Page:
Biomechanical analysis of transfemoral amputee’s sprint running and block start

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dc.contributor.author Ojala, Emilia
dc.date.accessioned 2012-10-26T08:55:44Z
dc.date.available 2012-10-26T08:55:44Z
dc.date.issued 2012
dc.identifier.uri http://hdl.handle.net/123456789/40110
dc.description.abstract Ojala, Paula Emilia, 2012. Biomechanical analysis of transfemoral amputee’s sprint running and block start. Department of Biology of Physical Activity, University of Jyväskylä, Master’s Thesis in Biomechanics. 87 p. Although a large number of studies about human locomotion have been reported, little is known about how to run with a prosthesis limb. The purpose of the study was to examine the difference between the healthy and prosthesis leg and between different prostheses during the sprint start and maximal running speed. One top level male sprint runner (100 m personal best 13.11 s) with the unilateral transfemoral prosthesis participated in this study. Two specific sprint prostheses (A: mass = 2.3 kg and B: mass = 2.7 kg) were used. Ground reaction forces (GRF) were recorded together with high-speed video recordings that were used for three-dimensional analysis. The first six steps from the sprint start and a step cycle at the maximal speed were measured for both healthy and prosthesis legs. The highest running speed measured was 7.45 m/s, which was acquired by prosthesis A, although the differences between prostheses in measured parameters were minor. The results showed great asymmetry between the healthy and the prosthesis legs. The knee joint kinematics of the prosthesis leg differed from the sound limb as the prosthesis leg must land with the knee joint fully extended. The upper body was bent backwards and the prosthesis hip extended to assist in landing with the straightened leg causing a shorter step length on the prosthesis leg. The main compensation method for the subject to be able to run was to adjust the swing time to contact times of each step cycle making the step cycle time constant. Horizontal and vertical GRF during impact and push-off phase were smaller for prosthesis than for the sound leg as a consequence of the lack of force producing muscles and limited prosthesis properties. The length of the prosthesis was too long and caused a sideways swing of the prosthesis. As a solution the prosthesis length was shortened and the subject was advised to do strength training to achieve a fore foot contact on the sound side. In addition to these on an upright body posture was suggested to improve the running technique of the subject. A few months later the subject made his new record with a 0.26 s improvement.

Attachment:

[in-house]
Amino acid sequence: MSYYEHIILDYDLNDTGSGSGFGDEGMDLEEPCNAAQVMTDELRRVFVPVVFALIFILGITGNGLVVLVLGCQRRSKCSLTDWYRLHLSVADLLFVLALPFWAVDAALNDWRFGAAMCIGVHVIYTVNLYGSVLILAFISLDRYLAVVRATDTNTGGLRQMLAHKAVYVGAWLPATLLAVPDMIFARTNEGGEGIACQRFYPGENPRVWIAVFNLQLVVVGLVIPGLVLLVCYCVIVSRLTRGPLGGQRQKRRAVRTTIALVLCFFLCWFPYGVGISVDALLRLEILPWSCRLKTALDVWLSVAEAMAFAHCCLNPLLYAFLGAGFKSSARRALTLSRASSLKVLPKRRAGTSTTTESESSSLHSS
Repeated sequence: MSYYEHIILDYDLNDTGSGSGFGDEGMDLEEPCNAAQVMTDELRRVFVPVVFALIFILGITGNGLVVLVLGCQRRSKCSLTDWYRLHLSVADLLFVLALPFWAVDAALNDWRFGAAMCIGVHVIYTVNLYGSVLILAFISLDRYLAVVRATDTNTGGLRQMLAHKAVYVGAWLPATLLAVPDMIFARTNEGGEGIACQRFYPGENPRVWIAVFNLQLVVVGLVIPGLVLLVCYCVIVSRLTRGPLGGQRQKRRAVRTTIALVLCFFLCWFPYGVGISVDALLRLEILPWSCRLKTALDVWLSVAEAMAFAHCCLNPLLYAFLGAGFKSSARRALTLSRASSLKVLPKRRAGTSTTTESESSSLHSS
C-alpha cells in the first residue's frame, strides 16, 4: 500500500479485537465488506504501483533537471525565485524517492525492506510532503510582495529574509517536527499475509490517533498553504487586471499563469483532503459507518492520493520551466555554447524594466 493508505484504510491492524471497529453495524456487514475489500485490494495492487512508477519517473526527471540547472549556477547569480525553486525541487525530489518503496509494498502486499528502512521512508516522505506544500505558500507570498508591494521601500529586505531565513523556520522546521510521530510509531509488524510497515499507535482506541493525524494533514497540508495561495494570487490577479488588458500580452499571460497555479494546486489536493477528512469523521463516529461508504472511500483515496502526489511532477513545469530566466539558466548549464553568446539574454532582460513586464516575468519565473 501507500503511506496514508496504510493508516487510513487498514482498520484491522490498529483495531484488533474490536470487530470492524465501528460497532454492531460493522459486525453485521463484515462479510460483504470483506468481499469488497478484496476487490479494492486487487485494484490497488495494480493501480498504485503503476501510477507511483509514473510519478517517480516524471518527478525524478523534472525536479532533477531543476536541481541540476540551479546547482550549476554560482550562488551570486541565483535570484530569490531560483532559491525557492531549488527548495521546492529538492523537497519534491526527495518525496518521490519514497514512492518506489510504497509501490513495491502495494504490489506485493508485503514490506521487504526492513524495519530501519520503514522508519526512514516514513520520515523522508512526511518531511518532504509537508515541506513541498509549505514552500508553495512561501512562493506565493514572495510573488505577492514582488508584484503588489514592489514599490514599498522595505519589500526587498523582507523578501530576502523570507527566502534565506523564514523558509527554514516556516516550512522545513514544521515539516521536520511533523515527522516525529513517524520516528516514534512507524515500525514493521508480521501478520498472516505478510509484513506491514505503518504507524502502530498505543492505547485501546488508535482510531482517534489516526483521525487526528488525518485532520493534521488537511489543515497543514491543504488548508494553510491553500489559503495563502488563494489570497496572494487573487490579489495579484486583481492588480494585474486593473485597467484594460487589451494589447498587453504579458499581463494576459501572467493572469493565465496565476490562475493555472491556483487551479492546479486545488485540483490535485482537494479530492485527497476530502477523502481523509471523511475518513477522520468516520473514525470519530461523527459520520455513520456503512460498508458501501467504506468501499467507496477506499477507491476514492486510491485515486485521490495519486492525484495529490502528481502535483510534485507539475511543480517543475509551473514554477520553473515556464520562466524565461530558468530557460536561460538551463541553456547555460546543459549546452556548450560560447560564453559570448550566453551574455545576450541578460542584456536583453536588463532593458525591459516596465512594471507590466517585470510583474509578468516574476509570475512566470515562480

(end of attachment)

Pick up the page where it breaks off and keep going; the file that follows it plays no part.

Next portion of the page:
dc.format.extent 86
dc.language.iso eng
dc.rights This publication is copyrighted. You may download, display and print it for Your own personal use. Commercial use is prohibited. en
dc.rights Julkaisu on tekijänoikeussäännösten alainen. Teosta voi lukea ja tulostaa henkilökohtaista käyttöä varten. Käyttö kaupallisiin tarkoituksiin on kielletty. fi
dc.subject.other Transfemoral prosthesis
dc.subject.other amputee
dc.subject.other sprint running
dc.subject.other block start
dc.subject.other ground reaction force
dc.subject.other 3D-movement analysis
dc.title Biomechanical analysis of transfemoral amputee’s sprint running and block start
dc.type Book en
dc.identifier.urn URN:NBN:fi:jyu-201210262795
dc.type.dcmitype Text en
dc.type.ontasot Pro gradu fi
dc.type.ontasot Master's thesis en
dc.contributor.tiedekunta Liikuntatieteellinen tiedekunta fi
dc.contributor.tiedekunta Faculty of Sport and Health Sciences en
dc.contributor.laitos Liikuntabiologian laitos fi
dc.contributor.laitos Department of Biology of Physcal Activity en
dc.contributor.yliopisto University of Jyväskylä en
dc.contributor.yliopisto Jyväskylän yliopisto fi
dc.contributor.oppiaine biomekaniikka fi
dc.date.updated 2012-10-26T08:55:44Z

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